y = With[{x=1}, x+1] is pretty much the same as saying y=2

but

y = Function[{x}, x+1] makes y a function that can be invoked for any value of x; y[1], y[2] and so on.

The fact that your question seems to focus on Timing these constructs indicates to me that you are largely missing the boat here. First you need to grasp the semantic differences between these constructs and when one is more appropriate than the other and then only later consider issues of performance.

• my doubt wasn't on Module and Block, I guess I wasn't clear and talked too much "introduction". And my doubt with Function and With, in your case, would be with the construction y=Function[{x},x+1][x] or #+1&[x]. I'll edit my post to make it clearer
– Rojo
Jan 26, 2012 at 4:10
• # is Slot[], not Function[]. But I got what you wanted to say. :) Jan 26, 2012 at 6:59

As I can see, the origin of your confusion is that you think that With and Function are closely related. Sal wanted to show you that they are not. Actually I will try to do the same.

The main difference is that With is a scoping construction, while Function is not primarily designed for scoping (although it can be used for this purpose). While With[{sth=inj}, code code sth code] is quite common piece of code, the analogous construction (code code # code)&[inj] is definitely not the best example of pure functions usage.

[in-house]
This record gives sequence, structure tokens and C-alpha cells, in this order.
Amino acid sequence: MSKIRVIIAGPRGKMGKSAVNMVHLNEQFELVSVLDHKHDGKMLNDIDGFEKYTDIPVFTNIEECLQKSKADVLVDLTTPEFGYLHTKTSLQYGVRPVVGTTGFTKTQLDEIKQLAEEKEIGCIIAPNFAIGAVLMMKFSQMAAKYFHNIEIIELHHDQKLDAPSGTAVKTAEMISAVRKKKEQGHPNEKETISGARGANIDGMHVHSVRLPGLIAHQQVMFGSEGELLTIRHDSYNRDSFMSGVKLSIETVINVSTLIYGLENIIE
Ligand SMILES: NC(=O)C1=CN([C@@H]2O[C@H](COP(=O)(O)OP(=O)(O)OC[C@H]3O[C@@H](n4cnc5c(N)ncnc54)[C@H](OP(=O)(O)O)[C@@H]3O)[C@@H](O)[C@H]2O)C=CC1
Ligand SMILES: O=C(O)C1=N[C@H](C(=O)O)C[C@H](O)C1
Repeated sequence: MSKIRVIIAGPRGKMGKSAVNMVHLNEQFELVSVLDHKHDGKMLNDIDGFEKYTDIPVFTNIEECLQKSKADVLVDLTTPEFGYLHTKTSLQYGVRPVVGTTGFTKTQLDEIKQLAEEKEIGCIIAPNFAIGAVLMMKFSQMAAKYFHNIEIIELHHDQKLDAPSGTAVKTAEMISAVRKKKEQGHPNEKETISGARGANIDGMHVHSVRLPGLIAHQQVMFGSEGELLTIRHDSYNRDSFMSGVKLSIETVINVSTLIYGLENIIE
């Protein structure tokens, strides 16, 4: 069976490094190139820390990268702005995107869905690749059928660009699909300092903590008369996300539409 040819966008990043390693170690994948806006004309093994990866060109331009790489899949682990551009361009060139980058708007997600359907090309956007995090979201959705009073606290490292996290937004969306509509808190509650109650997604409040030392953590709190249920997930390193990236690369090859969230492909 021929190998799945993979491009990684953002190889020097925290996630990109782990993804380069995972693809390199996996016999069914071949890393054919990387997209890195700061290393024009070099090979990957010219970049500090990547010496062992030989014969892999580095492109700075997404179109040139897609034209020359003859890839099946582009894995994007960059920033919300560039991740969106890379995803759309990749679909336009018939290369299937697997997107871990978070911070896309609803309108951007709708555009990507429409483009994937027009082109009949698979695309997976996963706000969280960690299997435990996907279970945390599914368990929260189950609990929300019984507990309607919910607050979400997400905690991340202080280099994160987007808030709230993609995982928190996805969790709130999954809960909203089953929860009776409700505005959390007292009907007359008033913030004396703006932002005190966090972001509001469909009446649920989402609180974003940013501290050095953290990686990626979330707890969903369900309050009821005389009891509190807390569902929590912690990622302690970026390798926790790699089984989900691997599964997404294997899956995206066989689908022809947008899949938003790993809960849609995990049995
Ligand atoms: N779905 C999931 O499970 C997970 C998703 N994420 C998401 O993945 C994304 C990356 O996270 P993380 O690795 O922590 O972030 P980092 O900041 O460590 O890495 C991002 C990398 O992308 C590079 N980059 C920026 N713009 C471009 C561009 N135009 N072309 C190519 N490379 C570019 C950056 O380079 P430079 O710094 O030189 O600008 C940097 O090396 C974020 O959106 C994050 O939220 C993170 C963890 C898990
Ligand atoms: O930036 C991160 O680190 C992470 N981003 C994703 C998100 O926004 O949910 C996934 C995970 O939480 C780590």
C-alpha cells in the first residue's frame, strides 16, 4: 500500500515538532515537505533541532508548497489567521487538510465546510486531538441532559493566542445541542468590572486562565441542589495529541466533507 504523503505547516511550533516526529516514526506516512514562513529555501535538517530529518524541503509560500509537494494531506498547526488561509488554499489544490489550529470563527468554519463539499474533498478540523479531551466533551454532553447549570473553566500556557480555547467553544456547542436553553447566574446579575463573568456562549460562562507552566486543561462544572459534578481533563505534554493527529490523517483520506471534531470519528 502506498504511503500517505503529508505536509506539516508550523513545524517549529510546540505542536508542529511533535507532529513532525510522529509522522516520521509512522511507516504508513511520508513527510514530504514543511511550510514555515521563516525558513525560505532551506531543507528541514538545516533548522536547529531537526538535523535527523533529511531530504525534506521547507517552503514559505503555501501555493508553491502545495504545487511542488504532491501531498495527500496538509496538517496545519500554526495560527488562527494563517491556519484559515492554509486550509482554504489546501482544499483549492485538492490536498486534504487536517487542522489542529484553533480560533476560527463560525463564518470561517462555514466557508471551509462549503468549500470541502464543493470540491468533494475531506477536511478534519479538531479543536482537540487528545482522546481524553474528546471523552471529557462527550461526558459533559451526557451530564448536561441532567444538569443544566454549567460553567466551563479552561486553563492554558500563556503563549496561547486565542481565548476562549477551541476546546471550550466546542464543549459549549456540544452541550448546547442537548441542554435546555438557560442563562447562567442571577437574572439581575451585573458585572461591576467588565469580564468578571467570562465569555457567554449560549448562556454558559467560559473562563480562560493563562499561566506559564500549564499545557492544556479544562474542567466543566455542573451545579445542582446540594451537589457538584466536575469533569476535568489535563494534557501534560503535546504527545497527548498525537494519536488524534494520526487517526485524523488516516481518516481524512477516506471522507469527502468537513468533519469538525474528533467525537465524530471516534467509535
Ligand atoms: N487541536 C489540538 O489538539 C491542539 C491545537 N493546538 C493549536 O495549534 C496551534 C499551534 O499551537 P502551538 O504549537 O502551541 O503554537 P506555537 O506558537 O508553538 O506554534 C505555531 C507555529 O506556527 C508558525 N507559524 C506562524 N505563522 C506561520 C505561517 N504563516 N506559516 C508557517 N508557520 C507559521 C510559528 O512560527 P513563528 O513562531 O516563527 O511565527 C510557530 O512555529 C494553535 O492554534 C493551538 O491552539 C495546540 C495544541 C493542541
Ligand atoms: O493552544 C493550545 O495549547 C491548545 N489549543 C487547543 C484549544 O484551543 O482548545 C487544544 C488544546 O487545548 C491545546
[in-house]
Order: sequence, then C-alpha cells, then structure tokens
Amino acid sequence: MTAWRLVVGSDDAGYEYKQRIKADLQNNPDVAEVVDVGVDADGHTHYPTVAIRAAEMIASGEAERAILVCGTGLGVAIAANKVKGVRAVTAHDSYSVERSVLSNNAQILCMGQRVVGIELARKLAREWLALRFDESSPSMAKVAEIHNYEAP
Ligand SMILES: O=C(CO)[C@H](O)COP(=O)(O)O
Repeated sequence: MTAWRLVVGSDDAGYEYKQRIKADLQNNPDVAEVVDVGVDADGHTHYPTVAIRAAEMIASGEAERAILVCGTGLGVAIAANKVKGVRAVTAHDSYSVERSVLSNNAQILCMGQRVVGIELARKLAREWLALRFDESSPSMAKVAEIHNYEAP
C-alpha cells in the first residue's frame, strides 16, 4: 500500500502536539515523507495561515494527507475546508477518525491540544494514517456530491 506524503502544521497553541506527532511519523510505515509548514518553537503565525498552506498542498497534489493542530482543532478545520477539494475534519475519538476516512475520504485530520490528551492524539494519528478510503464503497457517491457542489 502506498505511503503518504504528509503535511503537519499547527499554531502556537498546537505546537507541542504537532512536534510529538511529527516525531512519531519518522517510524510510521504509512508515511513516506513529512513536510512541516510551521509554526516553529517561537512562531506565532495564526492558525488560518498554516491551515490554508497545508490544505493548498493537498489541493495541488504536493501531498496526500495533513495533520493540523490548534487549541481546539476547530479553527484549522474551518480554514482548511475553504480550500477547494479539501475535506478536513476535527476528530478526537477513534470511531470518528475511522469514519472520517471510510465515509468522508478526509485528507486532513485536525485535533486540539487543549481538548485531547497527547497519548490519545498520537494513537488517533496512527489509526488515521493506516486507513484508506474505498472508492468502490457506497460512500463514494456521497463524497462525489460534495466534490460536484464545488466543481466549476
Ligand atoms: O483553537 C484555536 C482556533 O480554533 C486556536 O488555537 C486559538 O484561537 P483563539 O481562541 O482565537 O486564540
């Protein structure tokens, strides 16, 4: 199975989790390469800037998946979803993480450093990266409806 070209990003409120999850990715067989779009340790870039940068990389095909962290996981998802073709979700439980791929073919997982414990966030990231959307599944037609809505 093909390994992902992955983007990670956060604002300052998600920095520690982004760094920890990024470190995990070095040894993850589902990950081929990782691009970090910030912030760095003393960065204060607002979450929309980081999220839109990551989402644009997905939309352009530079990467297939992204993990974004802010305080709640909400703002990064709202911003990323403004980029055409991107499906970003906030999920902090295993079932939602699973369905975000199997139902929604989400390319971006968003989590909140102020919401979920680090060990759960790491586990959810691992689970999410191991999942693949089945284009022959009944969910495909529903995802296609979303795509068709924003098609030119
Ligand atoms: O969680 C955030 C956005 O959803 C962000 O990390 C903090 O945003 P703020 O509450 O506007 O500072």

To my mind, With is most useful in writing complex symbolic expressions. For example, instead of typing

ex=(Cos[x+y] Sin[x+y]+Sin[x+y]^2)/(Cos[x+y]^3-Sin[x+y]^2)


one can put

ex=With[{s=Sin[x+y],c=Cos[x+y]},(c s+s^2)/(c^3-s^2)]


So, as Sal said, it is convenient to consider With simply as a macro substitution.

As for pure functions, most frequently they are constructed to be applied repeatedly. For example

f=(code code # code)&; Map[f, {inj1, inj2, inj3}]


Function is also convenient for quick definition of mathematical functions:

   In[16]:= f=# Sin[#]&; f'[x]+2f[y]

Out[16]= x Cos[x]+Sin[x]+2 y Sin[y]


I personally use Function much more frequently than With. Just because Function` have much more broad area of applications.